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The Splonk 5 – Adam Trodd

Adam Trodd lives in Dublin, Ireland. His fiction and poetry have appeared in publications such asThe Irish Independent, The Cormorant, Crannóg, Banshee, The Molotov Cocktail, Ellipsis and The Caterpillar as well as the Bath Flash Fiction and National Flash Fiction Day anthologies. He won the inaugural Benedict Kiely Short Story Competition and the Book of Kells Creative Writing Competition and was one of the selected poets for Ireland’s first Poetry Jukebox installation in Belfast. He has been shortlisted for the Cúirt Short Story Prize, the Over The Edge New Writer of the Year, and the Bath Flash Fiction Award. Twitter: @A_Trodd

The Splonk Five:

Can you tell us a bit about your relationship with flash? Why it appeals and what frustrates you?

I started writing flash in the late noughties and it was love at first sight, greatly helped by the fact that I got a piece into the first Powers Short Story Collection and got to meet the kind and encouraging Maeve Binchy at the launch. So, you could say flash wooed me. That gut punch, that sense of the bigger, looming thing, condensed. Like a shot. Sudden, loud. It felt very powerful.  Still does. What frustrates me about flash is getting that emotional snag right, the essence of what makes a reader pause and let it in. It’s so hard to capture. I feel perhaps only one or two pieces of flash I’ve written are up to snuff. Maybe chasing that big moment is not the way to go but it’s hard not to do it. It’s probably a dopamine thing. I want to feel what the reader will feel too. I want to reach them.

In terms of construction/technique, how is flash fiction different, in your view, from other genres – in particular poetry (including prose poems) and the short story?

Beginning, middle and end, for one, as opposed to more free expression. Even though flash is small, it still needs that. So many flashes end up being vignettes or snapshots of an event or renderings of a feeling rather than stories that are told and they verge into poetry territory. To me a flash still must tell a story and I mean that in quite a broad sense. That’s not to say you can’t have a loose bundle of language but what it hints at, what is squatting at its fringes can be a very powerful story, that gives the reader the beginning, middle and end in one surge. It is hard to pin down though and, even as I answer this, I second guess myself. Recently I heard an interview with Tracy K. Smith, former Poet Laureate of the United States and she read a ‘found’ poem (an existing piece of text with pieces redacted to reveal hitherto undiscovered poetic meaning, something I never rated as poetry) and I liked it. So…I’m still learning. What I think now could change next week, depending on what I uncover.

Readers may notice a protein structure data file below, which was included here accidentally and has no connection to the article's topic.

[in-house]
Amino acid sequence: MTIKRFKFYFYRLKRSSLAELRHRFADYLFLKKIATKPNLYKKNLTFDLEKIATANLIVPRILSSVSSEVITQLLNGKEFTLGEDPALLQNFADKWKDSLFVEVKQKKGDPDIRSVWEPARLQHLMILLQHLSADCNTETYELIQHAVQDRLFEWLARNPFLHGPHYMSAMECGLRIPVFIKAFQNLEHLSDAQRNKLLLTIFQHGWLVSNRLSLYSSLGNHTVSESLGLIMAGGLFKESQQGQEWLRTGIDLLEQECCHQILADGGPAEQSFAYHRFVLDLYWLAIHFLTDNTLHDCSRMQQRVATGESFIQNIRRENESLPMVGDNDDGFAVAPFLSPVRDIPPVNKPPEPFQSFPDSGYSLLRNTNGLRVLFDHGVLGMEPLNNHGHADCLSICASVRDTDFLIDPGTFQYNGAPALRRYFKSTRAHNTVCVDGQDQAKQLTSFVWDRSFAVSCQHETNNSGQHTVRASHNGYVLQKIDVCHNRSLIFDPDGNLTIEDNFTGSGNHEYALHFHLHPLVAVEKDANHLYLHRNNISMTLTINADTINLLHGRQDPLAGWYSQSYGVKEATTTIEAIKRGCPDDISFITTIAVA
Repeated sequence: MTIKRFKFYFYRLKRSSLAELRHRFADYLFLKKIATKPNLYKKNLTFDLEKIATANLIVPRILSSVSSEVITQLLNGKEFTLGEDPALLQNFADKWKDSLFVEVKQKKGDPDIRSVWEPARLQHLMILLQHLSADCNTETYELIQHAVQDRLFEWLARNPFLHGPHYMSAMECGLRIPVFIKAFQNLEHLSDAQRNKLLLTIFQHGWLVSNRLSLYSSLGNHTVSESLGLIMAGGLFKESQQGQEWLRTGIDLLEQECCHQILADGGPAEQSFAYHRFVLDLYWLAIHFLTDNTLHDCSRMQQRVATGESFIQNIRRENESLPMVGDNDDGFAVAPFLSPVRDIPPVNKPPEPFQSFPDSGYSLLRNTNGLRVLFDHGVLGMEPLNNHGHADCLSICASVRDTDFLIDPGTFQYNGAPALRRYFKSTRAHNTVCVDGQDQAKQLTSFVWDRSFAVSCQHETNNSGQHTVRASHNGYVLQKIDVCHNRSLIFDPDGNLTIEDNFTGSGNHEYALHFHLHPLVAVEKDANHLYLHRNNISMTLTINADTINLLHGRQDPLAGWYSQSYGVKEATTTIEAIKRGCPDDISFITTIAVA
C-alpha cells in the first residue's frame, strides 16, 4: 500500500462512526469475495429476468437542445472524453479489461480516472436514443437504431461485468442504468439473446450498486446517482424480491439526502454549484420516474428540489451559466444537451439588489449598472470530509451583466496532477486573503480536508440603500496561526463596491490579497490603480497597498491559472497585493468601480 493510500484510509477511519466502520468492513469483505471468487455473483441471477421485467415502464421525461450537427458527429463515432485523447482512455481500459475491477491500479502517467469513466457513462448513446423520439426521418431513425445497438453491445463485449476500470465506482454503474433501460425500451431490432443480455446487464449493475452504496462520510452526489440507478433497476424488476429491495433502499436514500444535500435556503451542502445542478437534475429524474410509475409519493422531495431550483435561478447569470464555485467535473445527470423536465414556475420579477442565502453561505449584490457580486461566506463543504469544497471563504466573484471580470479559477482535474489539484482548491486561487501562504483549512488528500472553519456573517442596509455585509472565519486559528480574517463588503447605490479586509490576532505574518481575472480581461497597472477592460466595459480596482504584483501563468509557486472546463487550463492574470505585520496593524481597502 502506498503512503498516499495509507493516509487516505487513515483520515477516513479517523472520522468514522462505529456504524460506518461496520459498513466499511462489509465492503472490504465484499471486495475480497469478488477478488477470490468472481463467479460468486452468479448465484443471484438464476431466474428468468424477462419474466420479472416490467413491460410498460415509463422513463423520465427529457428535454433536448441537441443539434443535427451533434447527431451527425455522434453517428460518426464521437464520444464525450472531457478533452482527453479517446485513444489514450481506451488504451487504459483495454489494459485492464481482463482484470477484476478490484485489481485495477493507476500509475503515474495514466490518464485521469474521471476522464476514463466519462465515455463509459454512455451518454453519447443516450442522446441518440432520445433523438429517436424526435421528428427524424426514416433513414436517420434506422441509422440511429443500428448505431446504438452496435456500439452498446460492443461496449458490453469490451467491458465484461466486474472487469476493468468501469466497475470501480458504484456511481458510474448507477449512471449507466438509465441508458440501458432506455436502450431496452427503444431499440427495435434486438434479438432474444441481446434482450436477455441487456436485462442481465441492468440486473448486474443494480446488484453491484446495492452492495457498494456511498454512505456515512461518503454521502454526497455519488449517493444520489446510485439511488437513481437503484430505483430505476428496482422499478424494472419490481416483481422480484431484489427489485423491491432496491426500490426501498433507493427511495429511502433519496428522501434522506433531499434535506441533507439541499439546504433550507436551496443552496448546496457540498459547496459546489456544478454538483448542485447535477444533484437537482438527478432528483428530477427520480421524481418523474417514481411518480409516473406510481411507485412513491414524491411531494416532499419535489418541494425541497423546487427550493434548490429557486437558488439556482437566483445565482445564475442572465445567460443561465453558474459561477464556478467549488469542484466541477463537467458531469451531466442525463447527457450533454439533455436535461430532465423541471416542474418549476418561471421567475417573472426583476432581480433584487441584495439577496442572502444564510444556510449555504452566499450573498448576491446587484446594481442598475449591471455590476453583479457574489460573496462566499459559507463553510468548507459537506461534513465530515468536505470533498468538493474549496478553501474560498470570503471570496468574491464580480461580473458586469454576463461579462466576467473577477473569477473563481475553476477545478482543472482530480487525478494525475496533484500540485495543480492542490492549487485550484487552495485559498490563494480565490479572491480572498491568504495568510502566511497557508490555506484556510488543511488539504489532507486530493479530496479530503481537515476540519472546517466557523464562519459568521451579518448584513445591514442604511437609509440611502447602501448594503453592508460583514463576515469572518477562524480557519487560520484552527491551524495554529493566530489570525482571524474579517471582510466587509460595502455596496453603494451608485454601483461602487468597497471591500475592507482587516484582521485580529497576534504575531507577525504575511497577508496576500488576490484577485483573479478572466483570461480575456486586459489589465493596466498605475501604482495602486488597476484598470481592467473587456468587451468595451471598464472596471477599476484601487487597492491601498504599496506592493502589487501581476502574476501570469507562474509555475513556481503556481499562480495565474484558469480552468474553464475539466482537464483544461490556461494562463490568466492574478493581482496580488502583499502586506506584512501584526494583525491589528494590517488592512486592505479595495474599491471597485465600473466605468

Fundamentally, for you what makes a flash piece successful?

What I’ve mentioned in 1 and 2, the emotional hook, the hinted-at larger story in the margins. It sounds obvious but make every word count. This matters enormously in flash. You only have a certain amount of words to work with, particularly if you are writing to a limit for a competition or a lit mag submission. There is no latitude. If you feel you need room to roam, you’ll end up writing a short story, which can be a nice surprise! I’m sure lots of short stories have flash in their lineage.

What flashers do you admire and why? Are there any specific pieces that you found compelling?

There are so many excellent flash writers out there. In recent years, Sharon Telfer stood out for me. Her writing is so emotionally resonant, reading it feels like passing through a dreamscape. Her 2016 and 2020 winners of the Bath Flash Fiction Award are superb, as are the pieces we published in issues 1 and 3 of this magazine. (Read Sharon’s stories at Bath here and here. In Splonk here and here.)

What flash piece of your own are you most proud of? Where can we read it (if it’s available)?

I wrote a piece called Darkness at its Heart that I’ve always been fond of for a magazine called Brain of Forgetting, which is sadly no longer running.

I have a soft spot for Ophelia from Issue 3 of Banshee.